Graduation Year


Document Type




Degree Name

Master of Science (M.S.)

Degree Granting Department

Communication Sciences and Disorders

Major Professor

Kyna Betancourt, Ph.D.

Committee Member

Elizabeth Schotter, Ph.D.

Committee Member

Stefan A. Frisch, Ph.D.


bilingualism, competition, phonotactics, word processing


It is well documented in the literature that bilingual speakers simultaneously activate both languages during spoken language processing (e.g., Marian & Spivey, 2003). However, parallel activation can lead to competition between the two languages (e.g., Blumenfield & Marian, 2013; Freeman, Shook, & Marian, 2016). The Unified Competition model (UCM) provides a theory as to how bilingual speakers navigate through two languages while different linguistic cues are competing (MacWhinney, 2005). The UCM proposes that cues are used to process language, based on cue validity (the product of how reliable and available a cue is), which is determined by cue strength (a measure based on conflict reliability; how reliable a cue is when it directly conflicts with others). Two likely cues bilingual speakers use while processing a novel spoken word are linguistic environment (the language being spoken around them) and phonotactic probability (the probability of the sounds making up a novel word). Applying the theory of the UCM this study sets to answer the following general question: How do Spanish/English bilingual adults assign language membership to nonwords when linguistic environment and phonotactic cues are competing?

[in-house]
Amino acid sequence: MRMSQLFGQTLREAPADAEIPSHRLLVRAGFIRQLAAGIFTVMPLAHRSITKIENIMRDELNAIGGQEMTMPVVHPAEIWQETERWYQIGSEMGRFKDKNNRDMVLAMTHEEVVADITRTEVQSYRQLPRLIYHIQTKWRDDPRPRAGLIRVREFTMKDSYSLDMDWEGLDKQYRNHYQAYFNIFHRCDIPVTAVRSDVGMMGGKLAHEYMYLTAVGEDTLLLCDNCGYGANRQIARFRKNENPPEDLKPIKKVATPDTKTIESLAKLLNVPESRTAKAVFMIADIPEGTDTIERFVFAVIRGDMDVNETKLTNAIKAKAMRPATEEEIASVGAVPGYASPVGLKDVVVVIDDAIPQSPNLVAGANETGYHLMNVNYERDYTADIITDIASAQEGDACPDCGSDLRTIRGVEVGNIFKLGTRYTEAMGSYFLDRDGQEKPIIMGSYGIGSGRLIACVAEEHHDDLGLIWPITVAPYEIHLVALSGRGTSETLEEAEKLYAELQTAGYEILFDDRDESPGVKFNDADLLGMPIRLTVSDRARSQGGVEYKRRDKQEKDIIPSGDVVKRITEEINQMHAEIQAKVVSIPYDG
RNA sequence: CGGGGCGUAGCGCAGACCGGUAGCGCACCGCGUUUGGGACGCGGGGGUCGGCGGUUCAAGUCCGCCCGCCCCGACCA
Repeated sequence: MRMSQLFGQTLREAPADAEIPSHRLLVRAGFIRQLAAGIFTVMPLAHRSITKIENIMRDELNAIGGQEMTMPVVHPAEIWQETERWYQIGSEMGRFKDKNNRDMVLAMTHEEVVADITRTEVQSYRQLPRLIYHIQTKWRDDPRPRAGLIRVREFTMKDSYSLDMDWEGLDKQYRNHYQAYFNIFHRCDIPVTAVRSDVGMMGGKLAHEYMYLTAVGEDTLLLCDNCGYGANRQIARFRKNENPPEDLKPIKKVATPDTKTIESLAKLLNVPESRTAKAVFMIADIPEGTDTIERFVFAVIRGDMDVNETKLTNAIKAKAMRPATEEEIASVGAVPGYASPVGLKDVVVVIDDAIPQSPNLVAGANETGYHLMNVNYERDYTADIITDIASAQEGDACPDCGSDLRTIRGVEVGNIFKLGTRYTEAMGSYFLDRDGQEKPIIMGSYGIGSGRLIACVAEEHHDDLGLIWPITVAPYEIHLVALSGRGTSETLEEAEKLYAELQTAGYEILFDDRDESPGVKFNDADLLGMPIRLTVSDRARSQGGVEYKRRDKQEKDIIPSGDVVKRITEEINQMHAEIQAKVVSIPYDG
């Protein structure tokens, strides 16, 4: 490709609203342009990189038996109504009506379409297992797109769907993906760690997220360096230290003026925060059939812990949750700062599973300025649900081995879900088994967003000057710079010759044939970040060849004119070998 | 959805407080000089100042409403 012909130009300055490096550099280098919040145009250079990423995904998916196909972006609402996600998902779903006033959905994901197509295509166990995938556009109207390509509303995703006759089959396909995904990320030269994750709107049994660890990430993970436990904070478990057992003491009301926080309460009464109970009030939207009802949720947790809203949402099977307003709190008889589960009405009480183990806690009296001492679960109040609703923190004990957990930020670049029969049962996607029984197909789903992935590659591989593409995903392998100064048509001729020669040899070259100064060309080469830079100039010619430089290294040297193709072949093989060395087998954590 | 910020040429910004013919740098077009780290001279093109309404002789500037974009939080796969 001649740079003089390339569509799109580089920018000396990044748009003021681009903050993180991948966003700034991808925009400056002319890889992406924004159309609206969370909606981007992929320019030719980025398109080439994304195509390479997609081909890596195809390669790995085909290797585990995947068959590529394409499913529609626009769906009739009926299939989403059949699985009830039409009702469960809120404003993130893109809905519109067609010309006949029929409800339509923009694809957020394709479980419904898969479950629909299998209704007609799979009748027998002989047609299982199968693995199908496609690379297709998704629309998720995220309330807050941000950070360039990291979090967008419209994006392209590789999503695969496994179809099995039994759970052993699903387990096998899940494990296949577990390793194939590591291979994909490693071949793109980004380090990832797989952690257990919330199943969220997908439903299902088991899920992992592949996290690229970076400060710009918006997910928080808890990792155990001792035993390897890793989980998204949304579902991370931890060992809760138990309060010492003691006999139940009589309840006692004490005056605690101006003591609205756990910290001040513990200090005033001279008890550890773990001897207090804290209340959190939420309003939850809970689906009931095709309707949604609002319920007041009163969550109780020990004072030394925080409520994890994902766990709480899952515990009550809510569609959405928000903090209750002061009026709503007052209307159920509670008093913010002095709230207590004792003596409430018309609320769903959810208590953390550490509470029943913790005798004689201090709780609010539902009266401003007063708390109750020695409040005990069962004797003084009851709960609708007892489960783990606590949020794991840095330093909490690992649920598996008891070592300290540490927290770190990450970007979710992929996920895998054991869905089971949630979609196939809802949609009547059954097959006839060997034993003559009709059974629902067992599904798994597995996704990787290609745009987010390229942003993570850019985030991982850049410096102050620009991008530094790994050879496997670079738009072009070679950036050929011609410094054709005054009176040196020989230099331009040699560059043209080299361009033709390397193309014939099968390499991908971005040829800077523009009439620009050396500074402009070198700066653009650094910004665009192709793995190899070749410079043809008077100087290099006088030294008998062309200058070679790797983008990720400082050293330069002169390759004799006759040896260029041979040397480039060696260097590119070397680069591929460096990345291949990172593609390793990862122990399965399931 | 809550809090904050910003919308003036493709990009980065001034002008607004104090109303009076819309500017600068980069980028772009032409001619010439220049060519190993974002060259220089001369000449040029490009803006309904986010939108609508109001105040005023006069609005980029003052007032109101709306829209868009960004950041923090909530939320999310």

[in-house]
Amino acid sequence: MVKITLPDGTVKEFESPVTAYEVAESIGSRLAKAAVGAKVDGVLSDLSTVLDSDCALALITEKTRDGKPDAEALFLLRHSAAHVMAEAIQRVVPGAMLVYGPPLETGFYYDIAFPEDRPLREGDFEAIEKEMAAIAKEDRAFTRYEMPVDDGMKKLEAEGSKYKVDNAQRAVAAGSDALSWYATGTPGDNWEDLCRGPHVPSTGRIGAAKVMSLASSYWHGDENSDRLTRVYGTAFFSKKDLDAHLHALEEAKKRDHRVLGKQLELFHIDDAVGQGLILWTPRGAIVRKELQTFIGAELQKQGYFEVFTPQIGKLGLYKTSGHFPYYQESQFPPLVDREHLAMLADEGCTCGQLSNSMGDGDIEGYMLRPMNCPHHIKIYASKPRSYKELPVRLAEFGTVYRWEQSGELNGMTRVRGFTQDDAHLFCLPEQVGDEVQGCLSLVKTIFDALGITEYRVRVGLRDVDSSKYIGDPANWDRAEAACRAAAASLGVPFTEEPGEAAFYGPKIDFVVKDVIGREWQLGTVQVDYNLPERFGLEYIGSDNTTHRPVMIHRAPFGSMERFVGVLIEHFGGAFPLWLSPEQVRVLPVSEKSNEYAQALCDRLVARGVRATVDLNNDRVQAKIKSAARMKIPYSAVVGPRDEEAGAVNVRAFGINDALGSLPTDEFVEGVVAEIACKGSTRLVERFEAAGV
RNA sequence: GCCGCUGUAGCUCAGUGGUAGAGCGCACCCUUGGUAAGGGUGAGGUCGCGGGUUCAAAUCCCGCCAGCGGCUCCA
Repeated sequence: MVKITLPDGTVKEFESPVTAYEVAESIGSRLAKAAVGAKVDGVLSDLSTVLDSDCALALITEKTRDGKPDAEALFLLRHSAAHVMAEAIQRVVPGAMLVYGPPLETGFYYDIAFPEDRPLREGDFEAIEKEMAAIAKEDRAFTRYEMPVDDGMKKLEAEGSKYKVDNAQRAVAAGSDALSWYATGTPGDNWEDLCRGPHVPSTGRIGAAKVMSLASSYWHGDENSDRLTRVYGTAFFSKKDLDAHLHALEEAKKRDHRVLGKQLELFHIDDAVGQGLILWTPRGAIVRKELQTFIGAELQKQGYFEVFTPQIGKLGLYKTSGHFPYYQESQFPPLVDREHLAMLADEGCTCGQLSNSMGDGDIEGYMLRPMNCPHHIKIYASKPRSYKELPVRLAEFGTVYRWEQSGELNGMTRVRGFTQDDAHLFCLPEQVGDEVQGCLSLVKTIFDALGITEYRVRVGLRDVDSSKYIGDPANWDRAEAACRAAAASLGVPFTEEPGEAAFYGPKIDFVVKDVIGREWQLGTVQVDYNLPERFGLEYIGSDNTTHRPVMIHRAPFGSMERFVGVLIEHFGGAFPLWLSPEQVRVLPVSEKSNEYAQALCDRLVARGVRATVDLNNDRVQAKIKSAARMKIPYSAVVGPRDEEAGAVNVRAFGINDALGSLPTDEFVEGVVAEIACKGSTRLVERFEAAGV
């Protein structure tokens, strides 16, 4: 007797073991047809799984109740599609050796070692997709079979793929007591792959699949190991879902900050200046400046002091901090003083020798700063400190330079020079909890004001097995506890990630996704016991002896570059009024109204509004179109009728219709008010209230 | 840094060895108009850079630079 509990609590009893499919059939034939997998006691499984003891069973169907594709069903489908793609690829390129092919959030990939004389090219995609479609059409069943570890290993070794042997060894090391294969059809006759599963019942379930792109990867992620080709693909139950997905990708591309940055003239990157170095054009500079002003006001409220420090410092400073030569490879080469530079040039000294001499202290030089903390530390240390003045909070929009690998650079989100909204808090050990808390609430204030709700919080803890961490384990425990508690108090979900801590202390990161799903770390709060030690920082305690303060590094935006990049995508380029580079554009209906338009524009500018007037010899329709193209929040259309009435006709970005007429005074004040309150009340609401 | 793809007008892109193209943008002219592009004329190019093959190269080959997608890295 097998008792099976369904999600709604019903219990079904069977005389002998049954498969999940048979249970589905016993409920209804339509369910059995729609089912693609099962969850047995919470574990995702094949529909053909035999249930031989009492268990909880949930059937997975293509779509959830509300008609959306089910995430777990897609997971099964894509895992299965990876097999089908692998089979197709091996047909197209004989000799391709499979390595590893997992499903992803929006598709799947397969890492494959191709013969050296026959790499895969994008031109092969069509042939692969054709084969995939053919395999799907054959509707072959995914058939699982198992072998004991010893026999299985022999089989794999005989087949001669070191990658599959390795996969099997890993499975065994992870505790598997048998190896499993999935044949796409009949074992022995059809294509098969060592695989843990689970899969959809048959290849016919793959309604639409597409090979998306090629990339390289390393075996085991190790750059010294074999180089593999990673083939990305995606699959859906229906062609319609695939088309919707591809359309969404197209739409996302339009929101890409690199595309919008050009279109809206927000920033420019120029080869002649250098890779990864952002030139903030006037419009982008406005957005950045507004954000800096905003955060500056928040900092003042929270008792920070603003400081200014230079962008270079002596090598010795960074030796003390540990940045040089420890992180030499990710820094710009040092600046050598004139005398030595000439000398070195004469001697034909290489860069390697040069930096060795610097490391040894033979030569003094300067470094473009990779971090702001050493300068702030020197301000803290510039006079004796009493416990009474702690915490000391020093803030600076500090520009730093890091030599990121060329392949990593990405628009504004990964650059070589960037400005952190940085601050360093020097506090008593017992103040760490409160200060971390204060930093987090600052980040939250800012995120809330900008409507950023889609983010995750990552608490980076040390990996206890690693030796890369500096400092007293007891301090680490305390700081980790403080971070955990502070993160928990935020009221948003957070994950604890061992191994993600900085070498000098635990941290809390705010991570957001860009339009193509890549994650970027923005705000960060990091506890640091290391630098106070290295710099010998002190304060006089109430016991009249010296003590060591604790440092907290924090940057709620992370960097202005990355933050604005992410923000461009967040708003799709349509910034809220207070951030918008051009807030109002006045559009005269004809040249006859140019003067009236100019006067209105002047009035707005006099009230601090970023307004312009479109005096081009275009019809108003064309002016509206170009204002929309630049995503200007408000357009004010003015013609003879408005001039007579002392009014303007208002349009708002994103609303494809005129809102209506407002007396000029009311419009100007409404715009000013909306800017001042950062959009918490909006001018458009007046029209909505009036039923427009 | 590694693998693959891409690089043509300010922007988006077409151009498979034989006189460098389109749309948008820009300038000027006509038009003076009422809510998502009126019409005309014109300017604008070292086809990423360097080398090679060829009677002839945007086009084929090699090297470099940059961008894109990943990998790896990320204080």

The current study consisted of twenty-two Spanish/English adults who listened to 96 nonwords that corresponded to three different groups based on phonotactic probability: Language Exclusive (the phonotactics of the nonwords designated them as either Spanish only or English only), High-Low (the nonwords had high phonotactic probability in one language and low probability in the other), and Ambiguous (the nonowords had similar phonotactic probability in both languages). The participants were tested in one of two linguistic environments (primarily English with some Spanish code-switching or primarily Spanish with some English code-switching) and partook in a two-alternative forced choice listening test (participants determined if each nonword was either Spanish or English). The language membership decision was measured via verbal response and eye-tracking using EyeLink 1000 Plus measuring eye gaze, number of fixations and switches.

In general, results indicated that Spanish/English bilingual adults relied only on phonotactic probability when making language membership decisions, but not as strongly as may be suggested by the UCM. The results of this study suggest that environmental cues are not strong enough to impact spoken language processing in Spanish/English bilingual adults and that phonotactic probability is likely a more easily accessible (and therefore more commonly used) cue.